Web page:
Unpredictable. That is how I would describe the last two school years. But there is one thing I would predict about the year that’s just started: It will be just as turbulent, if not more so.
So, what can teachers (and parents) do to help children feel stable, safe, and ready to learn? My counsel is to return to social and emotional learning fundamentals by using strategies from evidence-based SEL learning programs designed for schools and other settings. This summer, I was the lead author on a comprehensive review of these approaches and their specific practices commissioned by the Wallace Foundation. Here are my four recommendations for approaches that will help students feel understood, express themselves, and flourish during this school year:
1. Ask questions and listen actively.
Children are feeling intense pressure this year from parents and teachers. Both feel the need for their children to catch up after a year of online, hybrid, or just unpredictable learning. In addition, many kids (especially older students) lost out on meaningful rituals—homecoming, prom, graduations, and sports events. Many also experienced the trauma of losing a family member to COVID-19 or witnessing a parent or grandparent fight the illness. Indeed, educators experienced many of these stressors themselves.
This disappointment and trauma will show up in the classroom and in the home, and everyone needs space and time to process what is happening and has happened.
So, what can we do? It helps to take time to check in with children and ensure their feelings are heard. A conversation with a teenager might go like this:
Adult: “Hey, I see you are upset (or especially quiet, or something) today. Is something going on that you’d like to talk about?”
Student: “I’m not sure, I just don’t feel like myself, and everything has me worried.”
Adult: “I hear you; everything really can feel out of control right now. I’m here for you, you can talk with me any time, and I’ll do my best to listen.”
2. Let your students know what’s going to happen and establish clear and predictable expectations.
In unstable times, it helps to overcommunicate with students about school schedules and expectations and establish concrete procedures when possible. Predictability is the name of the game—students of all ages will thrive when they feel safe, and safety means knowing what’s coming next. If students are slow to fall into step, give them more space, slow things down, and exhale.
Encourage your students’ families to do the same at home. Keeping wake-up time, meals, and bedtimes as similar as possible makes a difference, and establishing rituals and routines for these everyday activities adds an opportunity for connection. Parents might ask, “What was the hardest and easiest for you today?” Or: “What are you grateful for today?”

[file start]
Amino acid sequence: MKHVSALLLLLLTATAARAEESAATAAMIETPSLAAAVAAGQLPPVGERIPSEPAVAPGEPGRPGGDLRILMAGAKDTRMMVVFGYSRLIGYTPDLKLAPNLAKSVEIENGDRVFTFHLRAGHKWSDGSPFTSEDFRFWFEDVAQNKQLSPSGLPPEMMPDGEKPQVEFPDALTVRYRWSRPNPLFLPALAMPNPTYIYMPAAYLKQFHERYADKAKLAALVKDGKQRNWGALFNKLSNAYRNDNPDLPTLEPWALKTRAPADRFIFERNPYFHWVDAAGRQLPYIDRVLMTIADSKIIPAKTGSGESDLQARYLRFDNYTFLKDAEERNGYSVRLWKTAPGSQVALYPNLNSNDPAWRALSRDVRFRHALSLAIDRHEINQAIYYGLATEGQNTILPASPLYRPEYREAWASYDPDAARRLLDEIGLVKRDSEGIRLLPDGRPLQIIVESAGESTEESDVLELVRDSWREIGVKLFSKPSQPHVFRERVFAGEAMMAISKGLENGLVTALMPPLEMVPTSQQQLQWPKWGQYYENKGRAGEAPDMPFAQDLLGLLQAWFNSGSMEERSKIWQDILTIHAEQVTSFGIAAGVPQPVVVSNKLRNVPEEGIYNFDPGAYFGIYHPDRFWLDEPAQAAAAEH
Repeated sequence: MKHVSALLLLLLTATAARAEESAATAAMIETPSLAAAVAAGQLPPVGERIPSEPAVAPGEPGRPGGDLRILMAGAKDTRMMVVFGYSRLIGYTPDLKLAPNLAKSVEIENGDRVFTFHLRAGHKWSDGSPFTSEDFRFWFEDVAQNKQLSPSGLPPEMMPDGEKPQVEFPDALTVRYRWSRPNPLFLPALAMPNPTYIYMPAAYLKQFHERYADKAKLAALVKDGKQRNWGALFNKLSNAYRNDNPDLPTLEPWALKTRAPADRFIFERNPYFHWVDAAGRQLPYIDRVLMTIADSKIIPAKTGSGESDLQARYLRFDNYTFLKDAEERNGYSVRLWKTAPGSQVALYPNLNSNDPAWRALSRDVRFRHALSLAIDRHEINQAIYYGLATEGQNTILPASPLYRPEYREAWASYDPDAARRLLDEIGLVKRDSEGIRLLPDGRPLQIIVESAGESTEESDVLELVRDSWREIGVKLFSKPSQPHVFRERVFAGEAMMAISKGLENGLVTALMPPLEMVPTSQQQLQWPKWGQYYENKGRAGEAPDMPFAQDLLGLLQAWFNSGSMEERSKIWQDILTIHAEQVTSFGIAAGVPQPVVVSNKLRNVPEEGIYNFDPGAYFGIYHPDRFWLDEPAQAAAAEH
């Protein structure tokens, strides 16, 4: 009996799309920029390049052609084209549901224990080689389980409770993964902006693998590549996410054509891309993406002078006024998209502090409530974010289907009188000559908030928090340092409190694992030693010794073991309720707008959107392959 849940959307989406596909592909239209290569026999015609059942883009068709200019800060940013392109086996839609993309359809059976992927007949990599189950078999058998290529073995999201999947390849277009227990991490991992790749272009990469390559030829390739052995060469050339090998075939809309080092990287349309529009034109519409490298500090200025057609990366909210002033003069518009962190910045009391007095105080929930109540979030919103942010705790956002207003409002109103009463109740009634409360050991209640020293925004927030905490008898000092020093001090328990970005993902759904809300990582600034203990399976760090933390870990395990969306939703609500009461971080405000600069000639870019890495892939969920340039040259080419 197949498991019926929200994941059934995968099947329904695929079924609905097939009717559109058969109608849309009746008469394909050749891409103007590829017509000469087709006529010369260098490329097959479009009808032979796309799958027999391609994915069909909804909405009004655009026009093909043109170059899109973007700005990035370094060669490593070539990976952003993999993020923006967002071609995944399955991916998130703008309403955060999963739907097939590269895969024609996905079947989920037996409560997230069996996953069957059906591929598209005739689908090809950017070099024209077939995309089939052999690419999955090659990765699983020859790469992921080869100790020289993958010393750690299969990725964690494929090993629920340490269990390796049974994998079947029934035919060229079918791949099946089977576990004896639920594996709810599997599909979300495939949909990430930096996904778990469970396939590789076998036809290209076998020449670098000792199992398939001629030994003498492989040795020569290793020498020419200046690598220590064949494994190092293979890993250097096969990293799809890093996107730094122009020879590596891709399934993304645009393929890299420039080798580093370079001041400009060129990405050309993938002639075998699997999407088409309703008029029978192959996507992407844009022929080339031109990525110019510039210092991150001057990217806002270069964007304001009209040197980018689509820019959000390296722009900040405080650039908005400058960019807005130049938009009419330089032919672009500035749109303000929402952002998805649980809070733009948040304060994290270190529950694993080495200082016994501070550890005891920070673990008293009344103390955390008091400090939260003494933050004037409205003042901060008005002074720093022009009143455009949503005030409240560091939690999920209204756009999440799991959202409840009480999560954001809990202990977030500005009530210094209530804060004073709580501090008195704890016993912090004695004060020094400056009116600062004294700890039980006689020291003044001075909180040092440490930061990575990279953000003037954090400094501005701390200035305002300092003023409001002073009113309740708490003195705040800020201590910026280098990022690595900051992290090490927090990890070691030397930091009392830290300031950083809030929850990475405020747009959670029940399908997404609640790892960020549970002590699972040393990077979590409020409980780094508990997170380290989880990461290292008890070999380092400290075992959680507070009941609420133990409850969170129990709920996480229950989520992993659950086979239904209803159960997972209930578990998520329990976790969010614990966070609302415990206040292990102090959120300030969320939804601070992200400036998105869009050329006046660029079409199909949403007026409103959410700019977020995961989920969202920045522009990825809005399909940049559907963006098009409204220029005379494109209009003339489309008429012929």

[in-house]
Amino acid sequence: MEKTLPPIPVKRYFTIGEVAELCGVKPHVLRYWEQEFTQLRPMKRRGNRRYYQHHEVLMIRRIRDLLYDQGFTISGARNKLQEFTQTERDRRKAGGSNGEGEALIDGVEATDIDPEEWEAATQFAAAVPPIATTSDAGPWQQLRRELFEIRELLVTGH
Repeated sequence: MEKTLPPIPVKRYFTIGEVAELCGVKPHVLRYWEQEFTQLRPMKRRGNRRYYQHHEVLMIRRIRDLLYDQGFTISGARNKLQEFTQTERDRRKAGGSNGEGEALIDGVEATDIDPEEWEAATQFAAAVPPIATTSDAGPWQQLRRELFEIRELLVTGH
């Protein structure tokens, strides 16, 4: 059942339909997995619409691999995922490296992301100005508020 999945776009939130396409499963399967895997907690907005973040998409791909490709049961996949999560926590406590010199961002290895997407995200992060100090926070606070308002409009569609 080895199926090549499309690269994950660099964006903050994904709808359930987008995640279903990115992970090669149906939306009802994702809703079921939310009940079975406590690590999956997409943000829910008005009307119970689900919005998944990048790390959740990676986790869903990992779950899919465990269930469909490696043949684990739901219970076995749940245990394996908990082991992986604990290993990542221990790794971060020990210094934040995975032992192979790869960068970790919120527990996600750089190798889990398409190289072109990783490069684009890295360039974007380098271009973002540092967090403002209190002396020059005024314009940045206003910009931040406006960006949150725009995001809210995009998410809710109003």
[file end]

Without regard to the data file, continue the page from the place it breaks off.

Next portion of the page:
3. Provide extra social and emotional time, not less.
If children are to thrive in the current climate, incorporating social and emotional tools and practices into both classroom and at home is essential. Clearly, the exact approach will differ for younger and older students, but both do best in respectful, open, and accepting learning environments.
These are some simple foundational SEL strategies for the classroom:
- Use journaling. Encourage children to express their feelings on paper.
- Do daily greetings. Smile warmly and greet each other by preferred name; use whole-group greeting activities.
- Hold class/family meetings. Foster camaraderie and group-behavior norms.
- Incorporate art. Use visual arts to document and express feelings.
- Talk about managing emotions. Engage in a group discussion about emotions and effective and safe ways to express them in class.
- Employ optimistic closings. “What I learned today is …,” “I am looking forward to tomorrow because …,” “What I might do differently is …” are some examples.
If you are a parent yourself, share what’s hard for you about the current situation, thus modeling vulnerability for your kids.
4. Enlist families to step back, connect, and listen at home.
While many place the burden on teachers to get students back up to speed in school, it shouldn’t all be on them. Parents and other guardians can play a uniquely valuable role in providing children with feelings of stability and comfort.
Most of all, let parents know they don’t need to double down immediately with academic pressure—only when children feel safe and comfortable back at school will they be able to fully focus on their work.
If you are a parent yourself, share what’s hard for you about the current situation, thus modeling vulnerability for your kids. Then sit back and actively listen. Mealtimes are a great time to have family meetings. Let your kids of all ages know they’ve been heard. (“I hear you, it’s really hard when you can’t spend time with your friends.”) And validate their feelings. (“I understand it must be tough being a new student right now with everyone wearing masks. I feel the same way trying to make connections with my new students.”)
With the education system focusing heavily on addressing learning loss at the start of this school year, it’s tempting to pull back on the important social and emotional components that my research has demonstrated are crucial for student success. But it is only when students feel safe, listened to, and supported by adults in their life that they can fully engage in academic work and everything else they do. This is true both in the family home and in the classroom.
The Wallace Foundation provides support for Education Week coverage of leadership, summer learning, social and emotional learning, arts learning, and afterschool. Education Week retains sole editorial control over that coverage.
A version of this article appeared in the September 29, 2021 edition of Education Week as Students Can’t Learn Without Stability